Blazing Hong Kong Bound Oil Tanker Kills One With Two Crew Members Missing

An oil tanker blazed with fire in the south of Hong Kong’s one of the main islands. A police spokeswoman told CNN about the fire that broke out 11:30 a.m mid-morning aboard a vessel that was transporting kerosene oil near Lamma Island. As a result, a huge cloud of dark smoke puffs out into the air.

According to ship tracker Marine Traffic, it was Vietnamese-flagged 11,000-ton tanker titled ‘Aulac Fortune’ which was on the way from the southern Chinese port of Dongguan to Hong Kong.

Source: HK Police

The tanker was reportedly carrying oil as well as chemicals. Both ship-tracking websites VesselFinder and Marine Traffic classified the ship as an “oil/chemical tanker.”

Hong Kong Police posted in a picture that the tanker was seen listing sharply with a large cloud of black smoke coming out from its middle and flames flickering on the deck.

According to the spokeswoman, as the fire engulfed the ship, 23 of the 26 crew members on board jumped into the water. Marine police boats rescued these people who are all alive. However, one dead body pulled out of the water, and the other two are still missing.

As per the Hong Kong government statement, firefighters used four jets to put off the blaze. There were also three fire motor boats to tackle the blaze as said by a government spokesman. They extinguished the fire that appeared extensively, however, the ship got damaged severely. A large hole framed by metal could be seen on one side of the vessel twisted outward from the deck. That confirms an explosion before the fire broke out.

Liquid found pouring out from the affected area, but rescuers were unsure whether it was fuel or just running off water used for the firefighting. There was no trace of a significant spread of oil on the water near the vessel.

CNN reports on the basis of an email from Hong Kong’s Environmental Protection Department about an immediate deployment of cleaning vessels to the location on standby. However, oil spillage not observed so far.

Two crew members one with burns, the other with a leg injury rushed to hospitals in central Hong Kong, said the government spokesman.

Michael Kwok, a speedboat driver, told AFP “I felt my boat shaking. The tremble came from the sea,” and while out on his boat nearby, he heard three explosions.

Residents of Lamma and Lantau Island nearby heard a loud bang and reported shaking of their windows and other furniture.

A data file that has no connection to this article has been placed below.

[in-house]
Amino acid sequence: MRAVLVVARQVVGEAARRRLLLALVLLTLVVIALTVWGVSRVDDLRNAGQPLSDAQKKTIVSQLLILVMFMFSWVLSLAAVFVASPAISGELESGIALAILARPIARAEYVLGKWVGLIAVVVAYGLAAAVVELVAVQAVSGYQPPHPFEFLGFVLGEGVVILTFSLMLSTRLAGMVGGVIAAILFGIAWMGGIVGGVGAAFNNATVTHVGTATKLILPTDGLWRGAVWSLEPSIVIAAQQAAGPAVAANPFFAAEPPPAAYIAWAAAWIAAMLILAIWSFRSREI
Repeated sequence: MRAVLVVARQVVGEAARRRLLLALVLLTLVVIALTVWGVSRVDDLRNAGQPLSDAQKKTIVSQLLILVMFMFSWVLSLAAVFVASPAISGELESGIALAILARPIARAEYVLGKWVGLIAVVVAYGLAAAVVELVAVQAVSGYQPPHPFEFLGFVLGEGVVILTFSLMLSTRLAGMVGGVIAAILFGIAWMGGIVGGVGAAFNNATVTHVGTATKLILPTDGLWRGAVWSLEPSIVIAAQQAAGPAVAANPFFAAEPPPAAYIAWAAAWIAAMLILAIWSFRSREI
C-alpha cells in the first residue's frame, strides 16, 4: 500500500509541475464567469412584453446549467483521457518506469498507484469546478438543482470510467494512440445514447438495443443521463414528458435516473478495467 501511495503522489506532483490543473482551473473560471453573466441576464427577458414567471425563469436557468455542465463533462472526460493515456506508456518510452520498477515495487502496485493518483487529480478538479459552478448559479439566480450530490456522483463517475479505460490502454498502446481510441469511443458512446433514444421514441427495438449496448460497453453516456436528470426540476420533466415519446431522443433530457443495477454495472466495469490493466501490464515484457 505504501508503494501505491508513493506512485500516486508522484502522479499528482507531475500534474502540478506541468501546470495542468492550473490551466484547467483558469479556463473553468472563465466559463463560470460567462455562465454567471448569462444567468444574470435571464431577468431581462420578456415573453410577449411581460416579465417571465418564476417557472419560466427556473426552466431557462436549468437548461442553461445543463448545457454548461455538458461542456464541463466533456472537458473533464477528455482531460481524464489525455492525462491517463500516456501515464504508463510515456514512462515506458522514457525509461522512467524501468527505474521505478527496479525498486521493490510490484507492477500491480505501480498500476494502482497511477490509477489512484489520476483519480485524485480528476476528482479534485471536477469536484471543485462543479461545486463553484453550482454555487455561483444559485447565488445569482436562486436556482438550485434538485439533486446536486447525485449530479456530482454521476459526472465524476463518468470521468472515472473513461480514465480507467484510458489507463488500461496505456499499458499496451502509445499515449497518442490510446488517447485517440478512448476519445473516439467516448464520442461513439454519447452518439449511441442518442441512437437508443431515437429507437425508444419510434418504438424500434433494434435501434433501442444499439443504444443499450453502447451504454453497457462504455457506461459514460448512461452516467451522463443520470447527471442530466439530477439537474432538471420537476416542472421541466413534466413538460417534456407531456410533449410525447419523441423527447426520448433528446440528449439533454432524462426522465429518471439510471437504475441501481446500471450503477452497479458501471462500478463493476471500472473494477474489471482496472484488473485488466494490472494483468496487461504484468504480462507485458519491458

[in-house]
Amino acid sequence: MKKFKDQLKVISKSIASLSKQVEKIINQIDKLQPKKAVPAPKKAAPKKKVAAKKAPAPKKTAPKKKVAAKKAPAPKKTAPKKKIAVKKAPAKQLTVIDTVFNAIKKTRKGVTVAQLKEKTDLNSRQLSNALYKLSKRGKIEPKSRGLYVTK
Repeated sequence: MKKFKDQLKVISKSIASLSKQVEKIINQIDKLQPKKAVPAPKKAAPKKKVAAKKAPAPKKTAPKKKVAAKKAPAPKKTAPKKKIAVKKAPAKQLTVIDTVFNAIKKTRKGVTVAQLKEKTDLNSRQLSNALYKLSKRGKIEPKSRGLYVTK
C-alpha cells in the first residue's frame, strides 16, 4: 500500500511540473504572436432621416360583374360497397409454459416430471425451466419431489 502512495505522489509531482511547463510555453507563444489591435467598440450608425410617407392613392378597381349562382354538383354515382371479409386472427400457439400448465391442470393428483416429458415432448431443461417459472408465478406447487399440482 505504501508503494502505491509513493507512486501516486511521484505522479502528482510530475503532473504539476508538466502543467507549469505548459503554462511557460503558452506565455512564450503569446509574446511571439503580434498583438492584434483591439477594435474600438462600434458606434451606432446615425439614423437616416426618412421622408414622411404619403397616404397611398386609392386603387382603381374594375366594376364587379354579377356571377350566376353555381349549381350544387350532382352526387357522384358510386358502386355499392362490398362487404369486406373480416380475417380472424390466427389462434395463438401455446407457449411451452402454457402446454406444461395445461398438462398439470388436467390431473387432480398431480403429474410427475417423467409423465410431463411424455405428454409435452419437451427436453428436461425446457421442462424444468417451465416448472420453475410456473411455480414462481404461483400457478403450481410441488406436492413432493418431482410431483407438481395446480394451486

Deb Lindsay, a Lamma resident, said: “My windows shook really badly but (there) was no wind.” He added, “I thought there had been an earthquake!”. Lindsay also reported about three bangs; the first one was “really big one” and after few minutes two smaller apparent explosions.

Another Lamma resident, Tracy Lockwood, said that while she was teaching across the Lamma Channel in Aberdeen, the southern part of Hong Kong island, she felt a “big wallop on the windows.” She explained, “I thought it was just a weird big gust of wind, but it must have been (the) explosion.”

Some parts of southern Lamma and Hong Kong’s waters are considered as a protected nesting site for highly endangered green turtles, and critically endangered white dolphins. Both are under pressure due to land reclamation activity and pollution. In the past, Hong Kong struggled much to deal with pollution and debris on Lamma’s beaches flooded from the sea. Residents expressed concern about the flooding of the island’s coast with oil due to the tanker fire.

Usually, oil spilled at sea spread out on the sea surface and moved with current and wind, and during this period a number of physical and chemical changes occurred. These changes collectively termed as weathering. The spilled oil ultimately get eliminated by the marine environment through the long-term process of biodegradation.

As per the International Tanker Owners Pollution Federation Limited (ITOPF), non-persistent oils, like kerosene, “will dissipate rapidly through evaporation.” Still, the ITOPF notes that non-persistent oils may cause at high concentrations, “acute toxicity to marine organisms.”

Arindom Ghosh

A professional writer, blogger, copywriter, and a member of the International Association of Professional Writers and Editors, New York. He has been part of many reputed domestic and global online magazines and publications. An avid reader and a nature lover by heart, when he is not working, he is probably exploring the secrets of life.